The Belfast & Northern Counties Railway were quick to see the potential of tourism, and York Road would become host to excursion trains taking passengers to the Glens of Antrim and Portrush, with connections laid on to places such Cushendall. A predecessor to the railtour charters we operate today, the early 20th century saw the enterprising William Holden, proprietor of Larne's Laharna Hotel, actually commissioned his own private charter train to take his guests on a rail tour of Ulster, the first class carriages for which were built at York Road.


In 1903 the Belfast & Northern Counties Railway, became part of the Midland Railway in 1903, bringing York Road and the lines emerging from it under the control of the latter company. This would in turn become part of the London Midland & Scottish Railway in 1923. The former BNCR network was managed by its Northern Counties Committee (NCC) based in Belfast. The LMS era would see plenty of investment in its Irish lines, with York Road being upgraded to colour light signalling in the late 1920s, around a decade before the GSR would do the same in Dublin. Rolling stock also saw considerable investment, with new locomotives and carriages being introduced in the 1930s, with a 'North Atlantic Express' commencing operation between Belfast York Road and Derry in 1934. Tourist traffic also continued to be busy until World War II, though the station would remain busy with troop trains. York Road station and surroundings suffered extensive damage during the 'Blitz' of World War II, such was the damage that the LMS needed to send over re-gauged carriages to replace destroyed rolling stock. The station and hotel were rebuilt although the overall roof was replaced by smaller canopies on the platforms. In 1948 the LMS (and thus, York Road) became part of the newly formed British Railways, having passed to the British Transport Commission. However, it would not stay under BR ownership for long, with its former NCC lines being sold to the Ulster Transport Authority (UTA) in 1949. The former network would vastly contracted by the UTA, though York Road with retain its prominence as a terminus for Derry trains, the former NCC route being shorter than the former GNR one via Portadown and Clones. In 1966 the former Belfast Harbour Commissioners tramway was disconnected, isolating York Road from the other Belfast termini. However, York Road Works remained the main engineering centre for what became known as Northern Ireland Railways (NIR) from 1968, and vehicles requiring major work needed to make a long and winding journey via Antrim and Lisburn to reach it from other parts of the network. The station suffered major bombings in the 1970s, as did the other termini. In 1978, Londonderry-Derry trains were diverted to Belfast Central via the former GNR Lisburn-Antrim branch, with York Road remaining as a terminus for Larne line trains.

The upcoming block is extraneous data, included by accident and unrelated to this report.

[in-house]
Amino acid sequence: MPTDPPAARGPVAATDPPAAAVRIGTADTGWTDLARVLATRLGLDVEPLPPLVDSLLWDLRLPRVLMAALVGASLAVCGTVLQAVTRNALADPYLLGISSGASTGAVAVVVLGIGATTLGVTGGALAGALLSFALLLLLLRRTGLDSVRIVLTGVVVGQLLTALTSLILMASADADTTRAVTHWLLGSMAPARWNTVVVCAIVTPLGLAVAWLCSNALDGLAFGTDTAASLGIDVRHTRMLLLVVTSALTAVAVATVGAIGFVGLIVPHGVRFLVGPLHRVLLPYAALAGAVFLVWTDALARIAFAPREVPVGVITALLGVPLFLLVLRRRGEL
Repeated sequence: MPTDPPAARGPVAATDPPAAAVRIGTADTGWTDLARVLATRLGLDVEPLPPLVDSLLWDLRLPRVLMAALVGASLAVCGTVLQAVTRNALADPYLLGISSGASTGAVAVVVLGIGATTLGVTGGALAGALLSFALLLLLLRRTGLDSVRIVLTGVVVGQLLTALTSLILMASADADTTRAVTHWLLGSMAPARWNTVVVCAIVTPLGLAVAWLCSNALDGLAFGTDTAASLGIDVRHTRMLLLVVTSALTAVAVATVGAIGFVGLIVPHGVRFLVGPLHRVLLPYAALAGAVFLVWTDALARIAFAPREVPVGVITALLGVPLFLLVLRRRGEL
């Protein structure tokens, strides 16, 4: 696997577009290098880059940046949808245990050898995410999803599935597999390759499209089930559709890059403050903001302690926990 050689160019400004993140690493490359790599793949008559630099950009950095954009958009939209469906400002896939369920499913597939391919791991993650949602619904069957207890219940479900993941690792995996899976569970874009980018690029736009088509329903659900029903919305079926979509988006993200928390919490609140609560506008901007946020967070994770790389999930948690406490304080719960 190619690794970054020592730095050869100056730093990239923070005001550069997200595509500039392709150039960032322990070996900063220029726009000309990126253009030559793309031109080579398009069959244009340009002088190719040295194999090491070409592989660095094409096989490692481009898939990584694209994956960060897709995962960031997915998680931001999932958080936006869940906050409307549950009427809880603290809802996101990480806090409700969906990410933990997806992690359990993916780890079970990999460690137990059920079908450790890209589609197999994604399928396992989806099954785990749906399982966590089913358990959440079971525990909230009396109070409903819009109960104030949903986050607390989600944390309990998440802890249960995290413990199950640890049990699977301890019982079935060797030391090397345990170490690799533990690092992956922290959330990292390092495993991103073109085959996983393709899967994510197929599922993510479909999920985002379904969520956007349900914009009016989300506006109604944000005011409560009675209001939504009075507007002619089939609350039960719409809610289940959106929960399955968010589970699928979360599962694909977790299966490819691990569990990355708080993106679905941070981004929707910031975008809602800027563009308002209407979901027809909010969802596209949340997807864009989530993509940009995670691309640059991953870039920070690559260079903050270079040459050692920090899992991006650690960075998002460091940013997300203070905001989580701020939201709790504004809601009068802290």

Enter Yorkgate Station


A NIR service at Yorkgate railway station, Belfast.

Belfast Yorkgate station, June 2023.